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YBell vs Traditional Workout Equipment

Posted by Casey Stenehjem on Feb 4th 2021

YBell is the perfect piece of equipment when you're looking for variety in your training.

YBell vs Traditional Workout Equipment

Choosing gym equipment can be challenging. There are so many options available, and more niche products are coming out each year. Where do you start? As fitness professionals, we commonly hear remarks like “Kettlebells are great for you.” or “Dumbbells are the way to go.” So, what’s the right answer?

We will be discussing what equipment may be the best option for you and dive deep into the pros and cons of each to ensure the best fit. It’s important to understand that exercise equipment is a tool. Learn what tools make the most sense for you and your clients when designing your toolbox.

When choosing what equipment to purchase, there’s a lot to consider. One of the first questions to ask yourself is, “What’s the goal of the workout?” Are your clients trying to lose weight, gain strength, increase energy, etc.? Are you purchasing equipment just for yourself or for your clients? In other words, can it be used by individuals new to exercise and the elite? There’s more to consider, but let’s skip to the punch line: You’ll likely want a multi-use tool like the YBell Neo for any of the following goals you have in mind.

YBell is a four-in-one piece of fitness equipment that grants a ton of variety to all, no matter what the goal of the workout is. YBell is an intricately designed tool that combines a kettlebell, dumbbell, double-grip medicine ball, and push-up stand all in one. By simply changing your grip, you’re changing the weight distribution and the type of tool you’re using it as. Not only that, when you combine two YBells, it opens up a whole new category of fitness and athleticism. The impressively designed YBell has a lot to offer.

Create endless workouts with this one piece of equipment.

How does YBell stand out against traditional workout equipment?

Let’s dive deep into understanding what benefits specific exercise equipment has to offer, potential cons, and other considerations to ensure you’re making the right choice when outfitting your in-home gym, club, or studio. You’ll quickly see why YBell stands out as an excellent option and why it’s the one piece of equipment for Every Body.

YBells vs. Kettlebells

Whether you’re a novice or an experienced fitness professional, you’ve likely used kettlebells. There’s a slight learning curve with kettlebells, but when you learn to use them correctly, it opens up a world of options. Kettlebells offer many skills, including strength, power, coordination, functional movement, rehabilitation, and cardiovascular conditioning. When used correctly, kettlebells can help with almost any goal your client is trying to achieve.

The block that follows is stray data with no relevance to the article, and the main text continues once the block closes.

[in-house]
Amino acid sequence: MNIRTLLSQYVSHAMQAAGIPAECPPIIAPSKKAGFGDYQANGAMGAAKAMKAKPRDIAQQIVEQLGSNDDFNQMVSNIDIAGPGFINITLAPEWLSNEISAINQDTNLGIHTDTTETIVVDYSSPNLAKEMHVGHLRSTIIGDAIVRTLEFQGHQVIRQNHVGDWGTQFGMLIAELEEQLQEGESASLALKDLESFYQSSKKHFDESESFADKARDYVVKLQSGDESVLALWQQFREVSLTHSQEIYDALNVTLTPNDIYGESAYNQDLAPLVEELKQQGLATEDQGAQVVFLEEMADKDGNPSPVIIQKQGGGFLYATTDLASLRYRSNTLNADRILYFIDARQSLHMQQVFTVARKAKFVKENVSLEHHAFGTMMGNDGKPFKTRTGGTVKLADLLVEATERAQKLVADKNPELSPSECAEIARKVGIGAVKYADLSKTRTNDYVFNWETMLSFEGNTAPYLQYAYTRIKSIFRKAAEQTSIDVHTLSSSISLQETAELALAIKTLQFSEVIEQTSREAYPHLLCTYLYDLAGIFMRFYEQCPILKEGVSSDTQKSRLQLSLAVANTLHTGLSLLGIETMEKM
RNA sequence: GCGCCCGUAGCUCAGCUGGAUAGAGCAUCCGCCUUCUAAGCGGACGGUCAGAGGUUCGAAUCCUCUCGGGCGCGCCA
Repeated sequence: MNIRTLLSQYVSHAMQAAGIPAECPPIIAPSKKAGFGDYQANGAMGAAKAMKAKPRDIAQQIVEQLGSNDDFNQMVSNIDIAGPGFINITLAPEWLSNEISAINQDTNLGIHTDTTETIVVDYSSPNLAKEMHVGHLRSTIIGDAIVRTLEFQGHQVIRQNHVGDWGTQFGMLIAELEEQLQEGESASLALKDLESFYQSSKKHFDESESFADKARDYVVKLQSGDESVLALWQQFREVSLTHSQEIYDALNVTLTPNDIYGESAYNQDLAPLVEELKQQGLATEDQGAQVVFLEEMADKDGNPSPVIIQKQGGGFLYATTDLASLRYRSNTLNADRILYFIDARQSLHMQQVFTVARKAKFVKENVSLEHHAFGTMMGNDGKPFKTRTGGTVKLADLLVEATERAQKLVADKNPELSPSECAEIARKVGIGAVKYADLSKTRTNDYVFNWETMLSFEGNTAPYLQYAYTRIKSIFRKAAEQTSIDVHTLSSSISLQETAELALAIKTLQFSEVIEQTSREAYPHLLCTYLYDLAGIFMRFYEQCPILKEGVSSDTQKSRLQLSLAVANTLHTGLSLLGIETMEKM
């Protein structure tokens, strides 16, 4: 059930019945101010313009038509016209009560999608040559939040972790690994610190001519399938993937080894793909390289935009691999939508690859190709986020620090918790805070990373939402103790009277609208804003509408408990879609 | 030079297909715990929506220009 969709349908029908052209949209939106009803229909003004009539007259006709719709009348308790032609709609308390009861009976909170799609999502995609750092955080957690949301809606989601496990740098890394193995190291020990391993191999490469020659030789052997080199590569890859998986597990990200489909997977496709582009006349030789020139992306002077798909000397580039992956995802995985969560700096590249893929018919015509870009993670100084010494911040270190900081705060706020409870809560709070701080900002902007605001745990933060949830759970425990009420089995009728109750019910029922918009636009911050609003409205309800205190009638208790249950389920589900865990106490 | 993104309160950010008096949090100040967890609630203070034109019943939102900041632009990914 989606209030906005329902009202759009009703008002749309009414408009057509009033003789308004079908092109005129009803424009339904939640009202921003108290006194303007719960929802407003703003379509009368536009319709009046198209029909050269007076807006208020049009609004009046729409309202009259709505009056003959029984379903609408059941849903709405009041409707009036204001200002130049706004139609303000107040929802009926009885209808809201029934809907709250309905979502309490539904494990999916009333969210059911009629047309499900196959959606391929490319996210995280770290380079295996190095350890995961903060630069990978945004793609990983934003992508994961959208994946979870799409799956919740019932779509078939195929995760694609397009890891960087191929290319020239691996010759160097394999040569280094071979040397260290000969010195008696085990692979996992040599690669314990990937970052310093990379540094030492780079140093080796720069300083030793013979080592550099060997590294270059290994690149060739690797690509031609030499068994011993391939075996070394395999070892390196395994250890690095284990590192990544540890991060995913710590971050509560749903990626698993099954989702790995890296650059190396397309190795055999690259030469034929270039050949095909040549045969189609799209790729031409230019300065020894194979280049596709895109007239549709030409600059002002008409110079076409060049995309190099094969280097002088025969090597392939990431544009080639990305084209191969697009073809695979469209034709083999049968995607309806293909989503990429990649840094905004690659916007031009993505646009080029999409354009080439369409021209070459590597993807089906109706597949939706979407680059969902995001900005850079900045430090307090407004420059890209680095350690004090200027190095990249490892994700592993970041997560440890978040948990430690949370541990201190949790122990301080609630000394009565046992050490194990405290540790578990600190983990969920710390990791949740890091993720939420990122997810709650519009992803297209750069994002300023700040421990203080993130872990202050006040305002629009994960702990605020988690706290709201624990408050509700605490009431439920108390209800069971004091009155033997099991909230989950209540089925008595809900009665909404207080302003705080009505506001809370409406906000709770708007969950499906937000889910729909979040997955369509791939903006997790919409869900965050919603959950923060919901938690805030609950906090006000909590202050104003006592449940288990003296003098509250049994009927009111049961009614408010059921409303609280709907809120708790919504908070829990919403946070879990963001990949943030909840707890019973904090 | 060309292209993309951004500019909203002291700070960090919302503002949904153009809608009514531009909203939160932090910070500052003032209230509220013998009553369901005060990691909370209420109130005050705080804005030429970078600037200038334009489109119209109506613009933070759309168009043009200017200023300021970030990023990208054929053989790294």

If you’re a hardcore kettlebell lover, I can understand why you might raise an eyebrow in questioning if a YBell can hold up to the standards you expect from a kettlebell. After all, a kettlebell’s unique shape and weight distribution is the reason why it works so well. However, the unique shape of the YBell Neo mimics the same weight distribution when you grip any of the three outer handles the way you would a kettlebell — we call this an Outer Grip.

To mimic a kettlebell swing, for example, you can use one or two hands on one YBell the same way you use a kettlebell. Or you can use two YBells to do alternating kettlebell low swings and kettlebell high swings. Better yet, if you’re familiar with the bottoms-up positioning for a kettlebell that’s commonly used for shoulder stability training, the YBell works perfectly for that too!  

Use YBells for any of your favorite kettlebell exercises, including the kettlebell high swing.

YBells vs. Dumbbells

When designing a workout to help build strength amongst many other skills, dumbbells are also a phenomenal tool. Dumbbells are incredibly versatile and easy to use with beginners and advanced athletes. Similar to kettlebells, they offer various capabilities, including strength, hypertrophy, coordination/stabilization of musculature, functional movement, rehabilitation, and even cardiovascular conditioning.

Unlike the kettlebell, where the weight sits in the middle, a dumbbell’s weight is evenly distributed. This shifts the stress to be more isolated on the specific muscles or joints of your choice. In other words, you can isolate specific muscles in different ranges of motion, even unilaterally, compared to kettlebells.

Holding the YBell from the inner handle — called a Center Grip — offers the same even weight disruption of a dumbbell. Using a Top Lock grip on the YBell, you can shift the focus to the upper part of the arms and stabilize your wrists when performing curls. You can also use a Loose Grip, where you let the YBell form an upside-down triangle, which allows you to position the YBell on your shoulder for dumbbell presses or hammer curl squats.